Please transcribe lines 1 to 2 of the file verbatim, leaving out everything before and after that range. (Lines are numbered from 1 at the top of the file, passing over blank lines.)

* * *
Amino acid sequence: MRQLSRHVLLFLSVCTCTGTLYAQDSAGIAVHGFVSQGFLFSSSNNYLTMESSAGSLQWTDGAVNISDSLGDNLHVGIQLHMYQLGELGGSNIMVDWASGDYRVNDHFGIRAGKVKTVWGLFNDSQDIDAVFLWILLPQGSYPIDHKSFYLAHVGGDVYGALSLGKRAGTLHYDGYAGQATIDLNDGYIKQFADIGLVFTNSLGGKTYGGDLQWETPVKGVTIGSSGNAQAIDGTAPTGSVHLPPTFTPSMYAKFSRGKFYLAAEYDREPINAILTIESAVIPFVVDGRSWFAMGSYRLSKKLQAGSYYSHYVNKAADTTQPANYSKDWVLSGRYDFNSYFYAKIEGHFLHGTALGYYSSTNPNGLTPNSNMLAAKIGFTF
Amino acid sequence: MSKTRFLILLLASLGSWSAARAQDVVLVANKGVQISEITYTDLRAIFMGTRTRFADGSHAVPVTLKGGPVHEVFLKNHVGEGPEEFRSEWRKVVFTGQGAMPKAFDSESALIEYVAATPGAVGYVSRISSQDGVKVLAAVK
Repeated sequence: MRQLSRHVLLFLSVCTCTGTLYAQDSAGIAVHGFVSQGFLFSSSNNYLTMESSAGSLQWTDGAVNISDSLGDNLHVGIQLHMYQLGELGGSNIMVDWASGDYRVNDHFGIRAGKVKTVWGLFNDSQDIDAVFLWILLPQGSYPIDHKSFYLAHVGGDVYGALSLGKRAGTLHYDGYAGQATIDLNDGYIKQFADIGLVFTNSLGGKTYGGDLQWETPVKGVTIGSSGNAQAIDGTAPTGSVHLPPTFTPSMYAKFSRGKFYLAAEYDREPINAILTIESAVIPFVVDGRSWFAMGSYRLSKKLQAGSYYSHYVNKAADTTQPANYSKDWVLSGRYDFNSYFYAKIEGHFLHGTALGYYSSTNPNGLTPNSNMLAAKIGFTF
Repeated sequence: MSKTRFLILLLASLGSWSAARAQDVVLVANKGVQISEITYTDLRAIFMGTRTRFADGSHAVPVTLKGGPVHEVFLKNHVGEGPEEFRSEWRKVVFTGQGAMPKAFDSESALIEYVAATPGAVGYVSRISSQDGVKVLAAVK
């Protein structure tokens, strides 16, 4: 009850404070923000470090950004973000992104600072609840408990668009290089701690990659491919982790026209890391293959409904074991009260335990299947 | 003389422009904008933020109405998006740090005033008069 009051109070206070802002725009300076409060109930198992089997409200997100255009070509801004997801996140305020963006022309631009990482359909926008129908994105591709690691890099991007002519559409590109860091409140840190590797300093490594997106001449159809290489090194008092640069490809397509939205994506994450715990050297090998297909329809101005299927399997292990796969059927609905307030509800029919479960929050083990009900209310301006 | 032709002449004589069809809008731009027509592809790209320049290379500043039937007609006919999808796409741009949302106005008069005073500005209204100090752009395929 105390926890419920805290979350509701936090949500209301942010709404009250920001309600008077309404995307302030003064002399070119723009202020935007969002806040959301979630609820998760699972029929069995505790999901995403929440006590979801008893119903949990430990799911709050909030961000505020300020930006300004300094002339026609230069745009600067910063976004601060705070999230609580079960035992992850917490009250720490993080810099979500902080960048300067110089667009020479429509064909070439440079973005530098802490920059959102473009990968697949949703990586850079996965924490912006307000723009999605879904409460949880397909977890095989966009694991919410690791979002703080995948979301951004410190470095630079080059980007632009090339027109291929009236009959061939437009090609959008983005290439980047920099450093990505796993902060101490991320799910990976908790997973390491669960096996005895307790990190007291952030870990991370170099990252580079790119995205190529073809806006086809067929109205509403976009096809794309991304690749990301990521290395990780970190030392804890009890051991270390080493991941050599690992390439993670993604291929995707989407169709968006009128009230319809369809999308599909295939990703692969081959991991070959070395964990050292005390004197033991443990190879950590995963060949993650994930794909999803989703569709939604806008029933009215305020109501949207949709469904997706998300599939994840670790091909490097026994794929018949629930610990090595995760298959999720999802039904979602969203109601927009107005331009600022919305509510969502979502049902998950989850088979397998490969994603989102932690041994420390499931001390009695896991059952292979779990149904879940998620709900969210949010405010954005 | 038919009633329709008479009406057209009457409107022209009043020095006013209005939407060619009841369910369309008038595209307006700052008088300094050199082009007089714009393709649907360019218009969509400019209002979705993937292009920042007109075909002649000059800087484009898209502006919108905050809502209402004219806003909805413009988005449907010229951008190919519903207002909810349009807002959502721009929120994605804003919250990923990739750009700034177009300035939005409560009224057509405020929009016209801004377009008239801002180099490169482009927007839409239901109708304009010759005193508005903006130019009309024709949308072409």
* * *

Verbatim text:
Amino acid sequence: MRQLSRHVLLFLSVCTCTGTLYAQDSAGIAVHGFVSQGFLFSSSNNYLTMESSAGSLQWTDGAVNISDSLGDNLHVGIQLHMYQLGELGGSNIMVDWASGDYRVNDHFGIRAGKVKTVWGLFNDSQDIDAVFLWILLPQGSYPIDHKSFYLAHVGGDVYGALSLGKRAGTLHYDGYAGQATIDLNDGYIKQFADIGLVFTNSLGGKTYGGDLQWETPVKGVTIGSSGNAQAIDGTAPTGSVHLPPTFTPSMYAKFSRGKFYLAAEYDREPINAILTIESAVIPFVVDGRSWFAMGSYRLSKKLQAGSYYSHYVNKAADTTQPANYSKDWVLSGRYDFNSYFYAKIEGHFLHGTALGYYSSTNPNGLTPNSNMLAAKIGFTF
Amino acid sequence: MSKTRFLILLLASLGSWSAARAQDVVLVANKGVQISEITYTDLRAIFMGTRTRFADGSHAVPVTLKGGPVHEVFLKNHVGEGPEEFRSEWRKVVFTGQGAMPKAFDSESALIEYVAATPGAVGYVSRISSQDGVKVLAAVK